"We look forward to the publication of the Government's Digital Strategy, in the summer of 2016 (six months later than expected)," it said. 

However, sources have told The Register that the strategy has been put on ice following Brexit.

The strategy is also supposed to contain an outline of how the Government Digital Service will spend its £450m windfall from last November.

Iain Wright MP, chair of the BIS committee, urged the government to set out its plans. "This includes urgently addressing the concerns of tech companies who rely on the single market and high-skilled migrants from the EU.

"The Government needs to clarify regulation to ensure fair competition while enabling digital businesses to thrive and grow to the benefit of consumers and the UK economy."" 'via Blog this'

Tuesday, July 05, 2016

'Zero rating' battle throws [Canada] net neutrality in doubt: Geist, Toronto Star

'Zero rating' battle throws net neutrality in doubt: Geist | Toronto Star: "A group of Canada’s largest radio station owners (including Rogers Media, Newcap and Corus Entertainment) also warn about the dangers of differential pricing, noting that it “could provide unlicensed or non-Canadian audio services with an undue advantage and/or cause an undue disadvantage to licensed commercial radio stations.”

 In fact, smaller ISPs and telecom companies are also concerned with differential pricing. TBayTel, a telecom company based in Thunder Bay, argues that “the practice of exempting certain service applications such as music or video streaming from a subscriber’s data plan cap should not be allowed.”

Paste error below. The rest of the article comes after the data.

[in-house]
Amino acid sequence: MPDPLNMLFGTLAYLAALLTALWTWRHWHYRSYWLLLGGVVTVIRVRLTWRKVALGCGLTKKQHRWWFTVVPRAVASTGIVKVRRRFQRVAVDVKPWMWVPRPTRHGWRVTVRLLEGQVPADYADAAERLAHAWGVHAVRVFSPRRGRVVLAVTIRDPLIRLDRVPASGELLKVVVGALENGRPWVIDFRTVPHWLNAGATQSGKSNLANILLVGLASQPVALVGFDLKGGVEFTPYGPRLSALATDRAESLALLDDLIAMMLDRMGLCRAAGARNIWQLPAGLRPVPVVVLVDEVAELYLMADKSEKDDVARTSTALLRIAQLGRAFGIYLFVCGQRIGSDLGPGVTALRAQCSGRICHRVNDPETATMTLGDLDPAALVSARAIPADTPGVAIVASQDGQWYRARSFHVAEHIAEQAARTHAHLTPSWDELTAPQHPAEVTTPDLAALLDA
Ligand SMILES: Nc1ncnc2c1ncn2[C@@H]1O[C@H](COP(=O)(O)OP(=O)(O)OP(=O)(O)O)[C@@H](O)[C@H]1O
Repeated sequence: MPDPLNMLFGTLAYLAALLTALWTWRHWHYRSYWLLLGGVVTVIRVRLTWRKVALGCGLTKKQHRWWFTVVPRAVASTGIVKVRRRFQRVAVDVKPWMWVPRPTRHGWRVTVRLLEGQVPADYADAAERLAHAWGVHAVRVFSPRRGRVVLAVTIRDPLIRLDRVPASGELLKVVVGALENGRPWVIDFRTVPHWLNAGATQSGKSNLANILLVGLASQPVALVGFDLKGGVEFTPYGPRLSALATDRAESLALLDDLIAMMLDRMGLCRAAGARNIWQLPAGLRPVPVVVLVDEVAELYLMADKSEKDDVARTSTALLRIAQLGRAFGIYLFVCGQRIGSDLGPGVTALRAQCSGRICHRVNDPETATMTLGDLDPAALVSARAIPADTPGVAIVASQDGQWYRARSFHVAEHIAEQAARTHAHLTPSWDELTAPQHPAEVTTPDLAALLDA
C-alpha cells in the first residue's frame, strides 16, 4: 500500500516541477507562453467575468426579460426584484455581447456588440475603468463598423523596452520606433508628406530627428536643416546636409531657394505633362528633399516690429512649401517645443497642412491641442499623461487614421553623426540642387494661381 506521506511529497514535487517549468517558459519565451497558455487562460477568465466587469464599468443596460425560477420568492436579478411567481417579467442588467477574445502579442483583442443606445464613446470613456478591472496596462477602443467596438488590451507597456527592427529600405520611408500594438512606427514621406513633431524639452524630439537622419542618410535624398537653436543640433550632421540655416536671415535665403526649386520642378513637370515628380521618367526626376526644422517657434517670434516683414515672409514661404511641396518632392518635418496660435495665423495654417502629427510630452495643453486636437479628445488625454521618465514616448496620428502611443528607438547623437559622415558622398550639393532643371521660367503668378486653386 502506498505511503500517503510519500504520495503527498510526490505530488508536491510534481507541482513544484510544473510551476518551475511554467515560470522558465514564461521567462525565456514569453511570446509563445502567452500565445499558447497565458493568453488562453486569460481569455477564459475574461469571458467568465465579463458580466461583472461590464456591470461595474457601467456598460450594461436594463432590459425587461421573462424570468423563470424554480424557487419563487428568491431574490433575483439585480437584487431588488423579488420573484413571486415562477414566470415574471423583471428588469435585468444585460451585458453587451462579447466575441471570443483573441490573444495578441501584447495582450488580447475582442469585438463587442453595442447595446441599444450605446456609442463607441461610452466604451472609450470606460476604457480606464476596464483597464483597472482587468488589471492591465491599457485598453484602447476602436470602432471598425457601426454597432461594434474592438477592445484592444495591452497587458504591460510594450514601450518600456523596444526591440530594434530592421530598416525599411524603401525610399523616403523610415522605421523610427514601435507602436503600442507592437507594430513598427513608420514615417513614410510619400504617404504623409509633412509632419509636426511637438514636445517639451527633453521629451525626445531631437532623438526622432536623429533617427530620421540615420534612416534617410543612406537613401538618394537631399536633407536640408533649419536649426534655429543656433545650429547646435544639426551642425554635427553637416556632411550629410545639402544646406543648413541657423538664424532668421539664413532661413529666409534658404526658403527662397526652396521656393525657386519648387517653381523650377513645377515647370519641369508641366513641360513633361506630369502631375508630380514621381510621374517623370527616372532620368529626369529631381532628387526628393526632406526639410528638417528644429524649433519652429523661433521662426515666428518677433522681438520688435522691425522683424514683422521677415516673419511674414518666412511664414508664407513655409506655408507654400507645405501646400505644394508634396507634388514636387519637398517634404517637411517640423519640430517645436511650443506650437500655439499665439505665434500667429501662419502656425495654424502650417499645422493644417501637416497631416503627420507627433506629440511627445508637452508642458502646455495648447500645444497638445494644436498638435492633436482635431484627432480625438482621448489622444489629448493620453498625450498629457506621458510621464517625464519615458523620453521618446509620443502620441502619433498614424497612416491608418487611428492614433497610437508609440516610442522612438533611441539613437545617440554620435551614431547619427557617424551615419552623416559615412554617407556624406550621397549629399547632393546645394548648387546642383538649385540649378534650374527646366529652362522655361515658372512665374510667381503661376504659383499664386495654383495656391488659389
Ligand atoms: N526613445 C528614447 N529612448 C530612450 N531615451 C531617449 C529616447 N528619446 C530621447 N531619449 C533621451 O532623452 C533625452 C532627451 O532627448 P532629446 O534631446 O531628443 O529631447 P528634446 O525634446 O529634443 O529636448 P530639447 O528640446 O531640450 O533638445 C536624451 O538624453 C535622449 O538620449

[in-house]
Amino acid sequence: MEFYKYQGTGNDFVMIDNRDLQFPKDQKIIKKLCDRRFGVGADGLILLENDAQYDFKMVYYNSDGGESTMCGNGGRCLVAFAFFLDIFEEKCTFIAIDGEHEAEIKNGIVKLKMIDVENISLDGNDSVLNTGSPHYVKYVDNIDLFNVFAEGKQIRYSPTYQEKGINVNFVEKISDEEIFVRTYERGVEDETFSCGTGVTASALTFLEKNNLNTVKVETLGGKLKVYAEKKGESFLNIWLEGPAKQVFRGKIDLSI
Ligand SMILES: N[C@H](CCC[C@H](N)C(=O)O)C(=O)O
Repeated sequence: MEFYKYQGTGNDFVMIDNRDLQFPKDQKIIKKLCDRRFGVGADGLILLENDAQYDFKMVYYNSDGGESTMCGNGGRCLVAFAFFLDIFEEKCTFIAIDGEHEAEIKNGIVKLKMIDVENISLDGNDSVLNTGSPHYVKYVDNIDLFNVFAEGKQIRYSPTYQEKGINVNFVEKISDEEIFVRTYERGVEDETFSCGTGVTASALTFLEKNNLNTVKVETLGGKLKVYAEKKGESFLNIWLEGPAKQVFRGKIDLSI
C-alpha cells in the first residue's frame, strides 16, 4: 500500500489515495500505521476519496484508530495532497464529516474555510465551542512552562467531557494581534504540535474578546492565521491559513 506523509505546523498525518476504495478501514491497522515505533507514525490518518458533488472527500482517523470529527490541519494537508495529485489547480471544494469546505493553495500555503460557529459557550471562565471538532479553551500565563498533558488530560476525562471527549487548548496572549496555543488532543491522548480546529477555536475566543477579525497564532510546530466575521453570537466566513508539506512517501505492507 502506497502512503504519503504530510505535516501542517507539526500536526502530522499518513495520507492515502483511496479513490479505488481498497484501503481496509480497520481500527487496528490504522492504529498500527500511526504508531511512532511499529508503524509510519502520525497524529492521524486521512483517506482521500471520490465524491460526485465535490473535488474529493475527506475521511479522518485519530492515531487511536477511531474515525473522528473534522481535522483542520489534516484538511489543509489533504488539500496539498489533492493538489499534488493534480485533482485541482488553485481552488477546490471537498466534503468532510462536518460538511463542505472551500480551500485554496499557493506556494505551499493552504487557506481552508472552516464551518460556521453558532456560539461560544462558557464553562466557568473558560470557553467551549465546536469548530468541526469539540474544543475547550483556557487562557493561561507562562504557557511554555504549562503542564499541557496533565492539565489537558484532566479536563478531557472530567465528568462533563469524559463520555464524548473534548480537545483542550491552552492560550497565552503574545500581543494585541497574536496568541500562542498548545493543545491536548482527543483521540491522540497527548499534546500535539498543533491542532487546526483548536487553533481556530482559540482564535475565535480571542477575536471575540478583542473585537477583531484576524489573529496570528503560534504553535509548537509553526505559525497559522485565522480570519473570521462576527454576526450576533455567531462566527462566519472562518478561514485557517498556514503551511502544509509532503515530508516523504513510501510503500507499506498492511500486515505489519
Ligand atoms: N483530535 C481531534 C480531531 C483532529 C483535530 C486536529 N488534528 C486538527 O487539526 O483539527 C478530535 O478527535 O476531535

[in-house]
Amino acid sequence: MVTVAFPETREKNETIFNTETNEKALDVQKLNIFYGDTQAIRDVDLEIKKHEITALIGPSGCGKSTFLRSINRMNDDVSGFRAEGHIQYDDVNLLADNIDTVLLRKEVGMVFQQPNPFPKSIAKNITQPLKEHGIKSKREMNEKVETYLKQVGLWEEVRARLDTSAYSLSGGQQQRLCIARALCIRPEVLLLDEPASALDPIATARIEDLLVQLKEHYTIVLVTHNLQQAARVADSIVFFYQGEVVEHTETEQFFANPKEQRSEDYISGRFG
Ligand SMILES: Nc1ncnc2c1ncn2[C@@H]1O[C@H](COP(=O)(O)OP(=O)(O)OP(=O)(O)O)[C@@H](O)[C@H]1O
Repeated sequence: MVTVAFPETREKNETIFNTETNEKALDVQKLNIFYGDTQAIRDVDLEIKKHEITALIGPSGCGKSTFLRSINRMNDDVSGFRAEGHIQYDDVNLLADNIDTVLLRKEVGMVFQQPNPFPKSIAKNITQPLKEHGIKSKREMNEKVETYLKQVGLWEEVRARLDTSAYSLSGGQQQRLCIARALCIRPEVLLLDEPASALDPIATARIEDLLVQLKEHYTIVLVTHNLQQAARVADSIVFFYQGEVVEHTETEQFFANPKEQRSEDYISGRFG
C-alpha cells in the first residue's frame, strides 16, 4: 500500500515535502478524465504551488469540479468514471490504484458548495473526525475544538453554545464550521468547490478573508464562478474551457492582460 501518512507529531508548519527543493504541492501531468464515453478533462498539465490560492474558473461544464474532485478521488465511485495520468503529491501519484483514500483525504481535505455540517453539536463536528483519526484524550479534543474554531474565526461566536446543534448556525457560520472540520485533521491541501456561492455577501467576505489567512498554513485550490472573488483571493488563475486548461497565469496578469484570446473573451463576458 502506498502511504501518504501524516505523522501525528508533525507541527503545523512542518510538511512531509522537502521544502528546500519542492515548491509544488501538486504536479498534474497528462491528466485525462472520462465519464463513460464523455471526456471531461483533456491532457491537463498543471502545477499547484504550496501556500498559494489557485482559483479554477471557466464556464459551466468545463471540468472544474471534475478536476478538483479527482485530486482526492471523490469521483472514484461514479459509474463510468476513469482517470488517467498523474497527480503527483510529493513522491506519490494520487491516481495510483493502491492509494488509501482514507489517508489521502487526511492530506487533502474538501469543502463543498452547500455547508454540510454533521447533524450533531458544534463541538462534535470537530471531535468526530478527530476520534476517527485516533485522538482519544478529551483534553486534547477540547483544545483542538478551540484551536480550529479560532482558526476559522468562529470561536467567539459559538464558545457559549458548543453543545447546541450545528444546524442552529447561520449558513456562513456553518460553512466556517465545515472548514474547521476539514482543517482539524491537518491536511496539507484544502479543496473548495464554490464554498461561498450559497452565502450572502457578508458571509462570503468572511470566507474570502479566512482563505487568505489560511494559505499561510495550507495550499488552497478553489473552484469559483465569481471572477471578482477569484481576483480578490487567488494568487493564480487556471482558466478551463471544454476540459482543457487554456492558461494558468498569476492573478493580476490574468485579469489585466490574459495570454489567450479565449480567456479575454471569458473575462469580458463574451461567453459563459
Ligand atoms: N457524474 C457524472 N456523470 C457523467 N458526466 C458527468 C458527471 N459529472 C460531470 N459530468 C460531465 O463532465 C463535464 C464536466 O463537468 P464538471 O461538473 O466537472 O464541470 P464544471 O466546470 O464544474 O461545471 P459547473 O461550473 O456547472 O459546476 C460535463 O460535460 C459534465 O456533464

A CRTC hearing on zero rating and differential pricing is planned for the fall, but it is already clear that a retreat from Canada’s well-established net neutrality principles will face vocal opposition from government, consumer groups and a growing number of industry players." 'via Blog this'

Sweden: the weakest link in EU net neutrality reform?

Sweden: the weakest link in EU net neutrality reform? | "While PTS is stalling the zero-rating debate in Sweden, they are also negotiating at EU level on new net neutrality rules. This August, the Body of European Regulators of Electronic Communications (“BEREC”) must adopt common rules on zero-rating for the entire EU.

The stage is set for a heated debate: on the one end we find states such as the Netherlands and Slovenia, which have set promising examples by prohibiting zero-rating outright. On the other end are lax, unresponsive states such as Sweden and the UK, which have let their markets stray further and further away from net neutrality. The UK is known for taking market-oriented, Eurosceptic position in regulatory discussions. But the Swedish regulator is a more unlikely villain, given Sweden’s reputation as a champion of regulation and consumer protection. Sources close to the negotiations describe the Swedish regulator as the most extreme anti-net neutrality voice, taking a laissez-faire stance which is “worse than the Brits”." 'via Blog this'